Urban Land Institute-Boston, MassDevelopment Address Downtown Haverhill Development
November 30, 2011
As part of a partnership between MassDevelopment and the Boston District Council of the Urban Land Institute (ULI) to bring expertise in real estate planning, design, finance, and marketing to Gateway Cities, a panel of real estate experts convened in Haverhill yesterday to develop creative solutions for developing the Merrimack Street end of downtown. After the daylong Technical Assistance Panel (TAP), during which experts visited Merrimack Street, Washington Street, Wall Street, the Haverhill MBTA/Amtrak station, recent residential redevelopment, and the Orenstein site, the panel offered several ideas for redevelopment: complete the downtown riverwalk, create stronger north-south connections, re-envision parking, create a cultural anchor, and construct a gateway to the Merrimack River.
“The City of Haverhill and Mayor Fiorentini kept an open mind to creative solutions that would help address development roadblocks in this section of the downtown,” said MassDevelopment President and CEO Marty Jones. “We hope the recommendations to make use of one of Haverhill’s gems – the Merrimack River â€“ help City officials in their continuing efforts to generate vibrant, mixed-use growth in one of the Commonwealth's oldest communities.”
The City of Haverhill has successfully employed transit-oriented development strategies in the Washington Street area. The Merrimack Street corridor poses more of a challenge to the goal of mixed-use, mixed-income development because of a unique mix of buildings in that area and a flood wall behind those buildings that blocks a riverfront view. The City sought answers to what strategic marketing approaches would attract developers, the type of zoning or regulatory framework that would help the project, and financing and structural tools that could advance riverfront development.
“Haverhill’s Merrimack riverfront is an important resource for the city and ULI Boston’s panel has put forward creative short and long- term ideas for developing and activating the riverfront,” said ULI Boston Executive Director Stephanie Wasser. “There is real potential for, and positive energy around Merrimack Street that can build off Haverhill’s strong public leadership and growing population and areas of downtown that have already been revitalized.”
Near-term revitalization and development action recommendations include a parking management and capital investment plan, collective property marketing for redevelopment, a comprehensive permitting and zoning structure, streetscape improvements, public financing options, and river access. The panel also recommended the City explore anchors for the Woolworth Building and continue to engage local organizations for revitalization efforts.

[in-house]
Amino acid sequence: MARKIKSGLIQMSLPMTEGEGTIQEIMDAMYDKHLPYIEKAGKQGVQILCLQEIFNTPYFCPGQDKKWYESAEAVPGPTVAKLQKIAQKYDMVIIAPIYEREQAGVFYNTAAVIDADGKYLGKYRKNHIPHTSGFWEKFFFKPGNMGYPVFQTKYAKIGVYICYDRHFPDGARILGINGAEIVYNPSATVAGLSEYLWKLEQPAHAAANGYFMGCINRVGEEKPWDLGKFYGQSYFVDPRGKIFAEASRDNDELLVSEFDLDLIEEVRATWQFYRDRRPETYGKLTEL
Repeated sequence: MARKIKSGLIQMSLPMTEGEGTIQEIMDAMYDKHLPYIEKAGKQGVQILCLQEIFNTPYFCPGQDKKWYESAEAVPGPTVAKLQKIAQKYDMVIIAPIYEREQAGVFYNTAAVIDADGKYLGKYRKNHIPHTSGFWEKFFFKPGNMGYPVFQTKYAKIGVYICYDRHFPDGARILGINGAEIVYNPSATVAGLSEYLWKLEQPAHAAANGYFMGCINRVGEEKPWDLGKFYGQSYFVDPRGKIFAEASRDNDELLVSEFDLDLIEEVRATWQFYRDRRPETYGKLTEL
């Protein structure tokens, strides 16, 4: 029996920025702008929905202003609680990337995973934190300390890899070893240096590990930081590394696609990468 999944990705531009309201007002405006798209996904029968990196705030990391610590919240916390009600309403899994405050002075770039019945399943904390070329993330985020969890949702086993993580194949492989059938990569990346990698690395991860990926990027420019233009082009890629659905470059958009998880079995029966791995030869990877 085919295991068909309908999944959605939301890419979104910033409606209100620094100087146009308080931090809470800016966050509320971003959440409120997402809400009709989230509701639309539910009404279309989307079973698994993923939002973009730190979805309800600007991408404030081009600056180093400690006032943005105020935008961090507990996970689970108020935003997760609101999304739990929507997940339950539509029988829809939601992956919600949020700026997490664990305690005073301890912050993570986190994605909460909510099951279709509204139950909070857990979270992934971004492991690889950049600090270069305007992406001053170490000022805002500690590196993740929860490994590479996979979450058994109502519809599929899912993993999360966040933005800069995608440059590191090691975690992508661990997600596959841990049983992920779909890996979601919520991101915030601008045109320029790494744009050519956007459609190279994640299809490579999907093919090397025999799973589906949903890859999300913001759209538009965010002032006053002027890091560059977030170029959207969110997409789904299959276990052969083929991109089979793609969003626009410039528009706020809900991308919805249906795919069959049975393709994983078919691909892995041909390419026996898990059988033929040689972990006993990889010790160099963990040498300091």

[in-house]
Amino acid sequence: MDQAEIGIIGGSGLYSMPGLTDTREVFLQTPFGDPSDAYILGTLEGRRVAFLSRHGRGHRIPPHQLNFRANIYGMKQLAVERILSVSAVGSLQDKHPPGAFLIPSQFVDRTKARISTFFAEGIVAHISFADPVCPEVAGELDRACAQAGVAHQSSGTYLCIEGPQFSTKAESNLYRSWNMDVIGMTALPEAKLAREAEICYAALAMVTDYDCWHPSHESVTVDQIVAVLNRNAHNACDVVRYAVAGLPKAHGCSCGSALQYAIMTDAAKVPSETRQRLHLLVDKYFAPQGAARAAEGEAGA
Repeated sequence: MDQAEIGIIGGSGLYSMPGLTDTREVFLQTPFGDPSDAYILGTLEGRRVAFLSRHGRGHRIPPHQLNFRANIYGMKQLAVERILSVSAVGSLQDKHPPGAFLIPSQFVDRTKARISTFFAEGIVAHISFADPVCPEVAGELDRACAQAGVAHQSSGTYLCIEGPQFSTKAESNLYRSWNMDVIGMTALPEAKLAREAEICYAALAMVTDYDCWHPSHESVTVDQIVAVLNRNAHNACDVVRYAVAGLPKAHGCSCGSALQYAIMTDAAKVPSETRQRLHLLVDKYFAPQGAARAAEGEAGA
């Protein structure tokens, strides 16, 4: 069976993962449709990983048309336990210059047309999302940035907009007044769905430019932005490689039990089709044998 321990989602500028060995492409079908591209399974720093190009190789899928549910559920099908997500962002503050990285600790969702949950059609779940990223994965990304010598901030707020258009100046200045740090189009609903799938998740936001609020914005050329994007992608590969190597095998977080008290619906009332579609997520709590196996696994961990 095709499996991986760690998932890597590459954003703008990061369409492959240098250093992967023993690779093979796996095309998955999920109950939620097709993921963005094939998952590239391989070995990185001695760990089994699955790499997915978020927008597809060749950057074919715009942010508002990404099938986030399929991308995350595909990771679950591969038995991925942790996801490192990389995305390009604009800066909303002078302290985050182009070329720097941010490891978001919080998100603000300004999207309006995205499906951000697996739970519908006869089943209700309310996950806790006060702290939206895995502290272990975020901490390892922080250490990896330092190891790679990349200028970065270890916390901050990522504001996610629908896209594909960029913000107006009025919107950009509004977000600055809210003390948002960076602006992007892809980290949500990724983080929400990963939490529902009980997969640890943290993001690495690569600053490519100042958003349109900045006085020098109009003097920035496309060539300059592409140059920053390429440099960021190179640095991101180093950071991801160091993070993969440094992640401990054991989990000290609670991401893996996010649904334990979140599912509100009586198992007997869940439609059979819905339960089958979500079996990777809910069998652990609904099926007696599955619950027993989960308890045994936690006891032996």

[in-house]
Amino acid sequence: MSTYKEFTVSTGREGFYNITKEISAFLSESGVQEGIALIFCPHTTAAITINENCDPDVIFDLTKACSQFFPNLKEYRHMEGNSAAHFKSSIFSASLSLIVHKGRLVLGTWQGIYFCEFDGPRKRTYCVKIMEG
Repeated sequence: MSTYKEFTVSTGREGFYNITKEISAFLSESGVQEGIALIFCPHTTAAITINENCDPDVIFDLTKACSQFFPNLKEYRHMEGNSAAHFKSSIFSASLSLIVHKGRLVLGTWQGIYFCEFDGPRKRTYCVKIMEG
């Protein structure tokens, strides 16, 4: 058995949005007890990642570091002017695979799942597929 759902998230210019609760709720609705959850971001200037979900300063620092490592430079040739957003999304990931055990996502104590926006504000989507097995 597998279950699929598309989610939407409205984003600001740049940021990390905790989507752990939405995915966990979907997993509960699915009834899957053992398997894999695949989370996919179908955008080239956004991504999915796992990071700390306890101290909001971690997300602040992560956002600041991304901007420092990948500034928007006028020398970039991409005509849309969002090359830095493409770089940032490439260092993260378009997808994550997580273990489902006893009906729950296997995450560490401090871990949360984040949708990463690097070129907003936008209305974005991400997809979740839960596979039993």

“This was a great event with a lot of energy and new ideas for the City of Haverhill,” said Mayor James J. Fiorentini. “We intend to take immediate steps to amend our zoning laws to implement some of the excellent ideas at this forum. Thank you to ULI and MassDevelopment for supplying us with this opportunity.”
The Urban Land Institute is a 501(c)(3) nonprofit research and education organization supported by its members. The Boston District Council, with nearly 1,100 members, holds a prominent spot in the Urban Land Institute’s top five District Councils globally. ULI Boston provides a unique membership opportunity crossing all sectors, disciplines, and product types within the real estate industry. Using this interdisciplinary approach, ULI examines land use issues, impartially reports findings, and convenes forums to find solutions.
MassDevelopment, the state’s finance and development agency, works with businesses, nonprofits, financial institutions, and communities to stimulate economic growth across the Commonwealth. During FY2011, MassDevelopment financed or managed more than 300 projects generating investment of $3.8 billion in the Massachusetts economy. These projects are projected to create more than 10,000 jobs (2,547 permanent and 8,129 construction), and build or rehabilitate more than 1,000 residential units.